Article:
After assessing all the evidence, Judge Sweeney found: “The uses of DDT under the registration involved here do not have a deleterious effect on freshwater fish, estuarine organisms, wild birds, or other wildlife.... DDT is not a carcinogenic hazard to man.... DDT is not a mutagenic or teratogenic hazard to man.”[20] Accordingly, Judge Sweeney ruled that DDT should remain available for use.

Around the globe, Third World governments were told that if they wanted USAID or other foreign aid money to play with, they needed to stop using the most effective weapon against malaria.

By some estimates, the death toll in Africa alone from unnecessary malaria resulting from the restrictions on DDT has exceeded 100 million people.

It can be seen that far from declining, the number of birds encountered by each observer nearly quadrupled over the period in question. In the case of the robin, singled out by Carson as “the tragic symbol of the fate of the birds,” the population count increased twelvefold.

And the annual data from the North American Breeding Bird Survey from 1966 (the year the survey was launched, in response to the public fear Carson had created about the effects of DDT on birds) through the end of the 1970s shows no obvious pattern of overall increasing bird populations as would be expected to follow the 1972 banning of DDT if it were truly harming bird populations.

Eggshell thinning is a potential problem, but it should not be overstated. The levels of DDT required for malaria control are much less than those required for crop dusting as practiced in the 1950s. Furthermore, the problem does not affect every bird species — indeed, for some species, there is reason to believe that DDT has an overall beneficial effect, by protecting them from the insect-borne diseases that are a primary cause of bird mortality.

The most egregious lie put forth by the anti-DDT crusaders was launched after Carson’s death, by Charles Wurster, a cofounder of the Environmental Defense Fund. In a note published in Science magazine in 1968, Wurster claimed to have shown that the presence of 500 parts per billion (ppb) of DDT in seawater would stop photosynthesis by phytoplankton.[46] Since phytoplankton are the productive foundation that supports all higher marine organisms, their suppression by DDT seemed to threaten the very existence of all life in the ocean, and possibly on the planet.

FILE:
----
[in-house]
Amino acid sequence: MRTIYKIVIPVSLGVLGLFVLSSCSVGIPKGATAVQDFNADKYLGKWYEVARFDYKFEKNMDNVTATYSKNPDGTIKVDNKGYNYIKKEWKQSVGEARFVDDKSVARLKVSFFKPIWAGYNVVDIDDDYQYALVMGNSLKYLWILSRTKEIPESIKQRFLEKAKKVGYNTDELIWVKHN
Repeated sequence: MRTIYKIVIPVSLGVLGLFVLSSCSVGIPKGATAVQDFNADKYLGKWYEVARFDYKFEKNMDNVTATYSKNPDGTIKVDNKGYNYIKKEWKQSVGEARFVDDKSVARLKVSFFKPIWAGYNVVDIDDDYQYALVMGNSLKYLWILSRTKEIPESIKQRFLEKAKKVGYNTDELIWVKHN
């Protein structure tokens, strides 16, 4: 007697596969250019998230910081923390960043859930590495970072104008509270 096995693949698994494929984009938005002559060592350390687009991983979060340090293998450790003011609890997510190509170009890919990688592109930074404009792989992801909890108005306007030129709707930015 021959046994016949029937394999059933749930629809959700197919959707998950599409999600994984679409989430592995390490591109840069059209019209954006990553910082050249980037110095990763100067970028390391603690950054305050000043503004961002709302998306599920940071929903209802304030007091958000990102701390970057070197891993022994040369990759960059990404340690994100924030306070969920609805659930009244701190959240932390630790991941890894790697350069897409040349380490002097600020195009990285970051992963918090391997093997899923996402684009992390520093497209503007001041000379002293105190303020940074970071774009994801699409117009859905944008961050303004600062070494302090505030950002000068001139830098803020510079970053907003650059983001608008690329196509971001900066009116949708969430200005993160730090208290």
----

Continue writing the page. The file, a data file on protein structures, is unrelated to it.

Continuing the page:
This was truly an alarming result. However, the maximum solubility of DDT in seawater is only 1.2 ppb, nowhere near 500 ppb, so the scenario Wurster reported was physically impossible.[47] In fact, in order to get so much DDT to dissolve, Wurster had been forced to use not seawater, but a saltwater/alcohol mixture as the medium for his experiment. It is hardly surprising that marine algae stopped functioning when thrown into such stuff. In contrast, other scientists found no harm or loss of activity of the same species of marine algae that Wurster used when immersed in actual seawater saturated to the limit with DDT.


As many as 1 out of 3 people who have died from disease in the last 40 years did so needlessly because of a single law passed by Congress in 1962.

For almost a decade after a definitive scientific study, the FDA forbade aspirin manufacturers to tell the public that their product could reduce heart attacks by over 40%.

Because vitamin companies are not allowed to advertise how folic acid supplementation reduces the risk of birth defects, approximately 2500 children are born each year with spina bifida and many more are aborted.

Prior to the passage of these Amendments, the FDA primarily regulated only drug safety. The Amendments gave the FDA authority over drug manufacturing, advertising, animal studies, and the design of clinical trials.

The result was predictable: the time it took to take a drug from the laboratory to the market went from 4½ years to 14½ years. Because patent life was 19 years or less, manufacturers had insufficient time to recover their costs before a drug went generic.

The amendments might have saved, at best, 7,000 lives. In contrast, many more died waiting the extra 10 years for life-saving drugs. According to my calculations, about 4.7 million people died over the last 40 years while the life-saving drug they needed was tied up in regulatory red tape!